Twelve years ago, a shame was visited upon Seattle called Hunchback—an interminable, wince-inducing musical with a rumored million-dollar budget by producer/composer/writer/director/star C. Rainey Lewis. You can see where this is going, right? Nobody should be the producer/composer/writer/director/star of anything. Unless they're Orson Welles. And sometimes not even then.

Actors, dancers, and the rest of the crew initially thought they were going to Broadway, but soon realized they were caught in a vanity-project cyclone of legendary size. The musical opened to scathing reviews ("Of all the indignities Quasimodo has suffered," wrote the Seattle Times, "Hunchback... may be the cruelest yet"), played to audiences of 14 in the 800-seat King Cat Theater, and became a local benchmark of badness. When theater people are grasping for something nice to say about the worst shows, they murmur, "Well, at least it wasn't Hunchback..."

Luckily, two young film freaks snuck into the closing-night performance with video cameras hidden under their coats to record the debacle for posterity. Those film freaks turned out to be Shane Wahlund and Michael Anderson, the duo that corrals bizarre video scraps for Dina Martina shows and hosts Collide-O-Scope, a twice-monthly evening of weird found footage at Re-bar. They devoted this past Monday's Collide-O-Scope to the Big Pig—as the cast members nicknamed it—with footage of the musical and survivors of the stage catastrophe sitting in the front row to give running commentary. Wahlund and Anderson introduced the Hunchback survivors, the audience applauded, and somebody in the front row joked: "That's the loudest applause we ever got."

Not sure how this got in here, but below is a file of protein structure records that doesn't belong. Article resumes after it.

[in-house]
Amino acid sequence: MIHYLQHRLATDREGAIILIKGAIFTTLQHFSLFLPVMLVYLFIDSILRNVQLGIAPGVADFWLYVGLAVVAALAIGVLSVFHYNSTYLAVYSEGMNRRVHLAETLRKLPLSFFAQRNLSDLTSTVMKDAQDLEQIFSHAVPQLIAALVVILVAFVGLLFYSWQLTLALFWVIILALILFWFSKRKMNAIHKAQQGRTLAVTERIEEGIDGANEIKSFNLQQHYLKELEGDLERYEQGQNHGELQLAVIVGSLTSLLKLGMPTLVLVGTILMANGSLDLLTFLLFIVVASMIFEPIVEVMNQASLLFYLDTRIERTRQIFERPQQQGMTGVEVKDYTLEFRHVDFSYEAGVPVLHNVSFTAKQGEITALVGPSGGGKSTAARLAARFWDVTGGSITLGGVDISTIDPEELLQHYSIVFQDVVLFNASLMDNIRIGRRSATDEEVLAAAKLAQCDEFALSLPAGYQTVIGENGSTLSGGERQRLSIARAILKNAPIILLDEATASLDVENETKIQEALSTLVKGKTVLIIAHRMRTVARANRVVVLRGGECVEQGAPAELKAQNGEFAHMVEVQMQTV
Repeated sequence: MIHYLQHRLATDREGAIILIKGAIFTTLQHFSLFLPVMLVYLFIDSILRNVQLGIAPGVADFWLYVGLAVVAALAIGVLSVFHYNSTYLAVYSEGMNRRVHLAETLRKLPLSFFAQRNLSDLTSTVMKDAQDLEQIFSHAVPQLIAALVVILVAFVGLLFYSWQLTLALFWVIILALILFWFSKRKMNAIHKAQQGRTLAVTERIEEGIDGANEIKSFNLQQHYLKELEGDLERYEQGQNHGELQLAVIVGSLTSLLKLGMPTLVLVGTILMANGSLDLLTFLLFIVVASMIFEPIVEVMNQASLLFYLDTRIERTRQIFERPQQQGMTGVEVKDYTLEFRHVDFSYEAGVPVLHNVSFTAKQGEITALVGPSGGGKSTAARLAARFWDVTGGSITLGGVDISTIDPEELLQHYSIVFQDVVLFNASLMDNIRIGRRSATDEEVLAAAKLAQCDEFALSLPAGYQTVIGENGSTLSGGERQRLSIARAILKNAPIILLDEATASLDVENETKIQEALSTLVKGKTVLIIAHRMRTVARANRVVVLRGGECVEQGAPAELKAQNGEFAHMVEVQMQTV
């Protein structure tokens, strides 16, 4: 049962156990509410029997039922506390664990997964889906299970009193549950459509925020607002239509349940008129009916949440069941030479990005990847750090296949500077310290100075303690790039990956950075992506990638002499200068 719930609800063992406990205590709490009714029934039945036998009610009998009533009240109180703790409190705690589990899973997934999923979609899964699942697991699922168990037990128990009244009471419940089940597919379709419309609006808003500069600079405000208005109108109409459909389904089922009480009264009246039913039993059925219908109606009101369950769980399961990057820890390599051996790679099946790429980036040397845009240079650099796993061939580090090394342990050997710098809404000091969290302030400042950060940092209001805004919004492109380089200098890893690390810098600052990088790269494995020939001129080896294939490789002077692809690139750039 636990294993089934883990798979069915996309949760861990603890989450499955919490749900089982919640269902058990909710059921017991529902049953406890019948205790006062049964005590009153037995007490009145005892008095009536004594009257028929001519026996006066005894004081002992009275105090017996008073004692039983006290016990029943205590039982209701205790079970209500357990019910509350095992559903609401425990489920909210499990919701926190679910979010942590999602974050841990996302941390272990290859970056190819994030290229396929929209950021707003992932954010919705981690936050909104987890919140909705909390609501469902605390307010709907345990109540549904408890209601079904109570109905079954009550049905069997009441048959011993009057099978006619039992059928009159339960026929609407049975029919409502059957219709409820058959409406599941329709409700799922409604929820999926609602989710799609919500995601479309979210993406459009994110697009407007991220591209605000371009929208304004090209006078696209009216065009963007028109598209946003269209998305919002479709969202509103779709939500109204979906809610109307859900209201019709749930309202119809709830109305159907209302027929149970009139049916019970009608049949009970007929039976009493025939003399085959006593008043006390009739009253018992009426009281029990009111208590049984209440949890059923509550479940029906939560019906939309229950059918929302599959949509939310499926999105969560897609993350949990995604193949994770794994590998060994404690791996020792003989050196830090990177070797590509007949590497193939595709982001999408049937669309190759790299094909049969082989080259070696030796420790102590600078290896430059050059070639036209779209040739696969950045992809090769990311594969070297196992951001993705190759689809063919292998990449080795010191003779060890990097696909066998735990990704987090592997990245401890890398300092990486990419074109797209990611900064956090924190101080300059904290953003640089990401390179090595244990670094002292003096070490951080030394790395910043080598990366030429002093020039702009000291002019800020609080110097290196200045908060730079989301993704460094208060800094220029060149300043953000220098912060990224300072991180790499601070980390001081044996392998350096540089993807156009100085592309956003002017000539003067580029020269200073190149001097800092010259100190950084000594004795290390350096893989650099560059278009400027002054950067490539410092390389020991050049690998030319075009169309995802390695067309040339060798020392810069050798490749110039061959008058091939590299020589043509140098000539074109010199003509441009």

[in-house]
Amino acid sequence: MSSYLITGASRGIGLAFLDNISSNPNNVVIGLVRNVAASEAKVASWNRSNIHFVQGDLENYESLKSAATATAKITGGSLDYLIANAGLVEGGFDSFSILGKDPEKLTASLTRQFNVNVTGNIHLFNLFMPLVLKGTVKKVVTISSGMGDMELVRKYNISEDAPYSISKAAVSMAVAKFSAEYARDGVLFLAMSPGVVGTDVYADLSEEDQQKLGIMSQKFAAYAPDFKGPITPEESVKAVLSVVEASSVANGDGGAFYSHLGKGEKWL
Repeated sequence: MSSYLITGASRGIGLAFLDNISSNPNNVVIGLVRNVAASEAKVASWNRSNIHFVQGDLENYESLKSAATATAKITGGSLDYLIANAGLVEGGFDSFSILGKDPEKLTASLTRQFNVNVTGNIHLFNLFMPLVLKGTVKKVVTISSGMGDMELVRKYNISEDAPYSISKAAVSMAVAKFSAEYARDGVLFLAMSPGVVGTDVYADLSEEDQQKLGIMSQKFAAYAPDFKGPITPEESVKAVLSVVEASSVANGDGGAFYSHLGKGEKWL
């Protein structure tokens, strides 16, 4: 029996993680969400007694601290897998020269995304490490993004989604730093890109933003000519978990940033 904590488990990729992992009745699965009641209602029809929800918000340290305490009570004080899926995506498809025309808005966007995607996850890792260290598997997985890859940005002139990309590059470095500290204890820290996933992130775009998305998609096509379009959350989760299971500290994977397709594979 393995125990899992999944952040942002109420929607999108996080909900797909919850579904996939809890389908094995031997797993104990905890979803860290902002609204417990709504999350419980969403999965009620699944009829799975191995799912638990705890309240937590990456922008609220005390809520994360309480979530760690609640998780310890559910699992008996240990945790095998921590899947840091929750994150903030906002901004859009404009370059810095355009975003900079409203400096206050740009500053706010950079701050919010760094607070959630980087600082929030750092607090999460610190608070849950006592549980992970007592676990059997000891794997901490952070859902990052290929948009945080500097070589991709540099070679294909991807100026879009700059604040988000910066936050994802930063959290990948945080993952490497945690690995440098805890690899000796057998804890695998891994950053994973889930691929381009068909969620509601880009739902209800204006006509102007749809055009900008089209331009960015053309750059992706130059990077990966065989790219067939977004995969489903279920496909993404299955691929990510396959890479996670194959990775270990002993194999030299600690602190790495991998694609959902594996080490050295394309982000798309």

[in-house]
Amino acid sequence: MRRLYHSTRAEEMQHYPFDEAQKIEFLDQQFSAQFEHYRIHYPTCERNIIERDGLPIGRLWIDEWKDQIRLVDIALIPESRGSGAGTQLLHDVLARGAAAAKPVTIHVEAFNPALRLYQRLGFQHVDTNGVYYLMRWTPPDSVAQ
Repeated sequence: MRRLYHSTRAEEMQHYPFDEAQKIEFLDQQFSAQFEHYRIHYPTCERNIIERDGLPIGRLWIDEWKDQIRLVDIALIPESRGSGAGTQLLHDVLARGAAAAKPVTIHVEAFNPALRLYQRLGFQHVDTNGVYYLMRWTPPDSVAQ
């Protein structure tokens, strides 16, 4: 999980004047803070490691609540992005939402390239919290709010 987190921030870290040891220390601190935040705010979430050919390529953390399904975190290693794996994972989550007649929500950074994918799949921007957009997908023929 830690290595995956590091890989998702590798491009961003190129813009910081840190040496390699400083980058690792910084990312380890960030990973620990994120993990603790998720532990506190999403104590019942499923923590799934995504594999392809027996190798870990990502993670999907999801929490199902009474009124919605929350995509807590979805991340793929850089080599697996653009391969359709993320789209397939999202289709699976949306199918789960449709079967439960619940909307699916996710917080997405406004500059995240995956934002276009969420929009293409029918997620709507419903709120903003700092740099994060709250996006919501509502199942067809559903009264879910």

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But even a bar full of people making jokes at its expense couldn't resuscitate Hunchback from its own tedium: too-long rock song after too-long rock song, something about the hunchback, something about a deacon, something about ladies dancing by a fountain, something about a bunch of pickpockets. "What's happening?" one of the cast members asked. "I was in this scene and I don't know what's going on." The camera found cast members briefly making out upstage, prisoners in dungeon cells gyrating and doing pole dances, dancers briefly flashing their asses. "You gotta understand this was the final performance," one cast member explained from the front row. "The hate was so thick by this point. The ass and whatever? That was just us going, 'It's closing night and this bitch is going down.'"

Twelve years later, the pathos was still dense and painful. People winced at the screen and talked ashamedly during intermission. One cast member asked not to be identified in any writing about the evening. "Rainey still lives around here, on Whidbey Island," she said. "After all this misery, there's no need to hurt anybody's feelings. There's just no need."